2 g t 16 
g0
Output intensity : I  out  ( t / 2 ) I 
out
I

t
2
sat
I
 g 0 ( ) 1

 
 g
4
t

g 0 ( )
2gt
1 


16 
: The effect of spatial hole burning
is to reduce the output intensity
Nonlinear Optics Lab.
Hanyang Univ.
11.5 Large Output Coupling
Our analysis of output power thus far has assume that the output coupling is small( r1 r2 1 ),
and we have also assumed time averaged intensity I(+) and I(-) are independent of z.
We will now allow arbitrary output coupling and therefore allow the possibility I(+) and I(-)
may vary with z.
(10.4.3) =>
dI
1  [I
 g (z) I
()
(z)
d

()
  g (z) I
()
dz
I
()
I
()
 I
()
dI
()
I
1 dI
()
()
( z )] I
sat
()
dz
1
I
()
dI
()
0
(z)
g0

()
dz
i ,e ; I
I
(z)  I
dz
dz

()
()
dz
dI
g0
g (z) 
Ignoring the spatial hole burning, (11.2.4) =>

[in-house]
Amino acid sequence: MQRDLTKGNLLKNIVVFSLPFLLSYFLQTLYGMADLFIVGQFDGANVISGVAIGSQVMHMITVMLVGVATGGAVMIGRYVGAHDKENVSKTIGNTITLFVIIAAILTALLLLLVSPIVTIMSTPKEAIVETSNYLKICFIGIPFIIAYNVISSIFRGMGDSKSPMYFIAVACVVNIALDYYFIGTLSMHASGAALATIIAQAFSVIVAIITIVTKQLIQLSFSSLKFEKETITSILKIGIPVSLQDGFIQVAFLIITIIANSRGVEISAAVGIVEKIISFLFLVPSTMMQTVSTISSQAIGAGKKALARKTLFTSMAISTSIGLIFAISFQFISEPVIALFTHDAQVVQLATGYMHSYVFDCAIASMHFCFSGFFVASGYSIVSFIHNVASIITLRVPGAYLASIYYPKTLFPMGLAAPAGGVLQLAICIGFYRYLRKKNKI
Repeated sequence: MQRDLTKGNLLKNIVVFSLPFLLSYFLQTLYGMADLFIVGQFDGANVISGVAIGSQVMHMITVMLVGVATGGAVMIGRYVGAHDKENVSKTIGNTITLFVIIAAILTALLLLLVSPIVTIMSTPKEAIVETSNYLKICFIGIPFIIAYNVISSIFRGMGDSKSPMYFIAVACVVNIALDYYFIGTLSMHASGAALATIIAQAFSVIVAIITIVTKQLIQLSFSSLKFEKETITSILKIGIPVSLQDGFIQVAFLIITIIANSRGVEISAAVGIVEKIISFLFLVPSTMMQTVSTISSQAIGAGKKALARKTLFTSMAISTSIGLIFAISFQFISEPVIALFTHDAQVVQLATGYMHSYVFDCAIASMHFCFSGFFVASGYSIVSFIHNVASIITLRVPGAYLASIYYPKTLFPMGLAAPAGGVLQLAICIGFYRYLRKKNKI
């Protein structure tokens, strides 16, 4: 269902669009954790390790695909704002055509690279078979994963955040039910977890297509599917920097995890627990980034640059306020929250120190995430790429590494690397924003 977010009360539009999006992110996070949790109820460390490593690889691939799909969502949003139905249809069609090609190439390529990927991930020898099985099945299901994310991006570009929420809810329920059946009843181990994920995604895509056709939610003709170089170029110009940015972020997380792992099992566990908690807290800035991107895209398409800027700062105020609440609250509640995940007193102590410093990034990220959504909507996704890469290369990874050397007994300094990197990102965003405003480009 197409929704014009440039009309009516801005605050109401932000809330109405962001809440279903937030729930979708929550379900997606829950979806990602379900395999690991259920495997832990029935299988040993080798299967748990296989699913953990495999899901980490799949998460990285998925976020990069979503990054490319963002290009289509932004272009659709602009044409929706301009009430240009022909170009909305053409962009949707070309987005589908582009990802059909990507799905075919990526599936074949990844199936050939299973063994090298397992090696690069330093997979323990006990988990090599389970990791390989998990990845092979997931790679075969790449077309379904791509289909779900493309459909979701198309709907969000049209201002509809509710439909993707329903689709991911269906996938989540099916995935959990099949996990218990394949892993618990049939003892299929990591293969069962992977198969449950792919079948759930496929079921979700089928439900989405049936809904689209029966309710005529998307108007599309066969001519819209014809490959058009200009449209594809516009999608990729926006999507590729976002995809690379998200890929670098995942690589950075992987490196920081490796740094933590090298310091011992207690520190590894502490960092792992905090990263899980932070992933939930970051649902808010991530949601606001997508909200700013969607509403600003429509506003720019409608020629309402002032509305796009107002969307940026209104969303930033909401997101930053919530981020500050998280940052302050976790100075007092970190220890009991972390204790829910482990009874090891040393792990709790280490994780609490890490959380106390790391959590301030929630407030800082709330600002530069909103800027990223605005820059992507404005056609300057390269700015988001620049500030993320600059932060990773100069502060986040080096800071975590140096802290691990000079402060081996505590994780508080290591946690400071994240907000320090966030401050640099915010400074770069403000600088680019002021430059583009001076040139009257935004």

C /I
I
sat
()
1
,
I
()
dI
()
dz
()
( z )I
()
( z )  constant  C
 g0

1
I
()
C /I
I
()
sat
Nonlinear Optics Lab.
Hanyang Univ.
1 
1  ()
C
g 0 dz  (  ) 1  sat  I
 ( )
I
I 
I



0
g 0 dz 
I
()
()
()
()

sat
I
I
()
I
()
(0)
I
()
()
I
 r2 I
()
()
1

I
sat
sat

I
I
()
()
g 0 l  ln
()
()
I
()

2
=>
(L)
dI
I
(0)
()
(L)

(0)

 C  r2 I
()
(L)

()
(L)
1

(0)
I
sat
I
()
(L)  I
()
(0)
I
I
()
()
(L)
1

(0)
I
sat
I
()
(0)  I
()
(L)

C 
1
1



sat 
()
()
I  I (0) I ( L ) 
2
I
()
(0) 
r2 r1 I
( )
(L)
=>
I
()


C 
1
1



sat
()
()
I  I ( L ) I ( 0 ) 
g 0 l  ln
()
()
I
()2
(0)
 r1 I
C dI

()
dI
(L)
()
I
dI
(0)
()
(L)
C
(0) 
(L)
dI
sat
I
C
(L) 
I
I
I
C

I

I
1

()
I
L
()
dI

  dI

(0) 
r1 r2 I
Nonlinear Optics Lab.
()
(L)
Hanyang Univ.

g 0 l  ln
=>

I
1

I
()
I
r1 r2
( L )
 r2 
sat

I

(L)
sat
1
r1 r2


I
()
( L )
r2 

r1 
()

I
sat
g
0
l  ln
r1 r2

1 r2 r1  r2  r1 r2
r1 I
sat
( r1  r2 )(1 r1 r2 )
 g l  ln
0
Output intensity :
I
out
 t1 I
()
( 0 ) t 2 I